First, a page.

Many educational institutions have partially or fully closed all operations to cope with the challenges of the ongoing COVID-19 pandemic. In this paper, we explore strategies that such institutions can adopt to conduct safe reopening and resume operations during the pandemic. The research is motivated by the University of Illinois at Urbana-Champaign's (UIUC's) SHIELD program, which is a set of policies and strategies, including rapid saliva-based COVID-19 screening, for ensuring safety of students, faculty and staff to conduct in-person operations, at least partially. Specifically, we study how rapid bulk testing, contact tracing and preventative measures such as mask wearing, sanitization, and enforcement of social distancing can allow institutions to manage the epidemic spread. This work combines the power of analytical epidemic modeling, data analysis and agent-based simulations to derive policy insights. We develop an analytical model that takes into account the asymptomatic transmission of COVID-19, the effect of isolation via testing (both in bulk and through contact tracing) and the rate of contacts among people within and outside the institution. Next, we use data from the UIUC SHIELD program and 85 other universities to estimate parameters that describe the analytical model. Using the estimated parameters, we finally conduct agent-based simulations with various model parameters to evaluate testing and reopening strategies. The parameter estimates from UIUC and other universities show similar trends. For example, infection rates at various institutions grow rapidly in certain months and this growth correlates positively with infection rates in counties where the universities are located. Infection rates are also shown to be negatively correlated with testing rates at the institutions. Through agent-based simulations, we demonstrate that the key to designing an effective reopening strategy is a combination of rapid bulk testing and effective preventative measures such as mask wearing and social distancing. Multiple other factors help to reduce infection load, such as efficient contact tracing, reduced delay between testing and result revelation, tests with less false negatives and targeted testing of high-risk class among others. This paper contributes to the nascent literature on combating the COVID-19 pandemic and is especially relevant for educational institutions and similarly large organizations. We contribute by providing an analytical model that can be used to estimate key parameters from data, which in turn can be used to simulate the effect of different strategies for reopening. We quantify the relative effect of different strategies such as bulk testing, contact tracing, reduced infectivity and contact rates in the context of educational institutions. Specifically, we show that for the estimated average base infectivity of 0.025 ([Formula: see text]), a daily number of tests to population ratio T/N of 0.2, i.e., once a week testing for all individuals, is a good indicative threshold. However, this test to population ratio is sensitive to external infectivities, internal and external mobilities, delay in getting results after testing, and measures related to mask wearing and sanitization, which affect the base infection rate.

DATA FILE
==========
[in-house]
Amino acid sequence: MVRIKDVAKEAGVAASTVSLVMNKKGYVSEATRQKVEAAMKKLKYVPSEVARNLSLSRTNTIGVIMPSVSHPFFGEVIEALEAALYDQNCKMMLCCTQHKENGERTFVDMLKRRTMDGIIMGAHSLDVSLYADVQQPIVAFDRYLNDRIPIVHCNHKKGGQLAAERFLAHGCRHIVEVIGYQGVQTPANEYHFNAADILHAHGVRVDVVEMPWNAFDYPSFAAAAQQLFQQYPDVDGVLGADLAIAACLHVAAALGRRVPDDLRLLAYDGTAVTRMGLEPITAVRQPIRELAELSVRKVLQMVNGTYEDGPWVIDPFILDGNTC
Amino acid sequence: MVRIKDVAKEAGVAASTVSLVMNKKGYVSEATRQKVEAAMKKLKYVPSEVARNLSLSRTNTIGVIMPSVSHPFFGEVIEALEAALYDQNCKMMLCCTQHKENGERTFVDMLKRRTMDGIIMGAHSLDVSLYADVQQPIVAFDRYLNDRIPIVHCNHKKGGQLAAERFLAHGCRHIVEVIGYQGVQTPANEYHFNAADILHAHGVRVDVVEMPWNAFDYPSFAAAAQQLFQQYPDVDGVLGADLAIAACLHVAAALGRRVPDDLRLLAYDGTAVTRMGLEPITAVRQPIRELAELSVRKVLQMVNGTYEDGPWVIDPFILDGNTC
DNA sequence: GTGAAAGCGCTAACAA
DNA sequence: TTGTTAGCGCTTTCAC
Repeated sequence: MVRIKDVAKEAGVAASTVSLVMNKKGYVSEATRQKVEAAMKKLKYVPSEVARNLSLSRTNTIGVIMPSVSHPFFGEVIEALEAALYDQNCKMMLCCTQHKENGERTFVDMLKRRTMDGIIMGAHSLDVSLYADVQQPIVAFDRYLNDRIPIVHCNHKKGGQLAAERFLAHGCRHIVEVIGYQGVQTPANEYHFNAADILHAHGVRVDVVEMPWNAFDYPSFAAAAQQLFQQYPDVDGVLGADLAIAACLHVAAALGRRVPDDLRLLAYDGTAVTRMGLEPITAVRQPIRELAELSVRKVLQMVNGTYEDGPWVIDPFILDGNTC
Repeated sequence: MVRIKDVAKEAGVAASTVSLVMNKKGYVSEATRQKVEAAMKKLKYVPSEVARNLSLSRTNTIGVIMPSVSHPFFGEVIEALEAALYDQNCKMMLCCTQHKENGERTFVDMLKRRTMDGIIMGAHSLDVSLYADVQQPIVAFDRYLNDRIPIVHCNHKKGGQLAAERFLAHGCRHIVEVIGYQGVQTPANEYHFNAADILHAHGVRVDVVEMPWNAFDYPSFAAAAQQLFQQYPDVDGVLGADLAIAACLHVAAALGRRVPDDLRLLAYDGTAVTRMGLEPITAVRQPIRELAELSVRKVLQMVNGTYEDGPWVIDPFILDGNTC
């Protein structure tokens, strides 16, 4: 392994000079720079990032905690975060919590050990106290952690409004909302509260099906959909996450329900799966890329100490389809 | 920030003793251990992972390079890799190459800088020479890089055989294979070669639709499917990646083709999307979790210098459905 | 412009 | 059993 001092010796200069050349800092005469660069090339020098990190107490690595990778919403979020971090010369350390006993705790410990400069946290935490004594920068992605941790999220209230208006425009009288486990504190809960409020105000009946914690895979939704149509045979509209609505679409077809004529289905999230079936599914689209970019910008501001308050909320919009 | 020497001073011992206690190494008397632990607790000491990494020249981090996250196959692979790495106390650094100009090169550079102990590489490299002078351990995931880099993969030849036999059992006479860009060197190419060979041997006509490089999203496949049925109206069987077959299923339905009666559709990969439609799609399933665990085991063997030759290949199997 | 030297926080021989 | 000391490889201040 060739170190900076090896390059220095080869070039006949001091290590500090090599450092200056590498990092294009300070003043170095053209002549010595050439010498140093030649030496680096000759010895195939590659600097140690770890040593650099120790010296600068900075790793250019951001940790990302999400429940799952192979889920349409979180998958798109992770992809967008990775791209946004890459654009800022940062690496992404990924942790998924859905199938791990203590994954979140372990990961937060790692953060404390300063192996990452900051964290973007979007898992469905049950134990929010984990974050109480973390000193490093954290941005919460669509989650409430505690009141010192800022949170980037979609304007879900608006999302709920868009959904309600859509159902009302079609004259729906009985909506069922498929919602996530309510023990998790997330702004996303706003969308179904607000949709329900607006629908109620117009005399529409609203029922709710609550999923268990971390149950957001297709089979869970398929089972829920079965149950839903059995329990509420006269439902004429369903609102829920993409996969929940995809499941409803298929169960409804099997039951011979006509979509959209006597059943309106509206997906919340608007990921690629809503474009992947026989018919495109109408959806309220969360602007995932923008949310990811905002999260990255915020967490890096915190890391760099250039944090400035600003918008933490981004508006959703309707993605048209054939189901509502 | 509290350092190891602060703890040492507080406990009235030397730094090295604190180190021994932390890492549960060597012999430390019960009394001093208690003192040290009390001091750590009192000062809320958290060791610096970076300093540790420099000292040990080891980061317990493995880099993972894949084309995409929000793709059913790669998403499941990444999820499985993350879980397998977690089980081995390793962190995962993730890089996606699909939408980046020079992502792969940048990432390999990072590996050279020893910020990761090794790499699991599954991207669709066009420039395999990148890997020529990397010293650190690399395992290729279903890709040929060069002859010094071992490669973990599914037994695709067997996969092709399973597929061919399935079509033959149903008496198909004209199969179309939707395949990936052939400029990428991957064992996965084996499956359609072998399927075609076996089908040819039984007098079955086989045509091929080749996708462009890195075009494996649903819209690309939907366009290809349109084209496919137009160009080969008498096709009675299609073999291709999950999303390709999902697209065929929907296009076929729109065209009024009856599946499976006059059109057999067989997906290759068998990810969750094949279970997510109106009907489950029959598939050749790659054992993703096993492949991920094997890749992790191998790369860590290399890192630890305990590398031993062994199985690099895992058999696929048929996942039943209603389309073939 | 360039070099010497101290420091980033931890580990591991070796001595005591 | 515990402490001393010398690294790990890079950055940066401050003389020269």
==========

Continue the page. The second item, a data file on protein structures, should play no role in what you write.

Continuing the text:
Subject(s)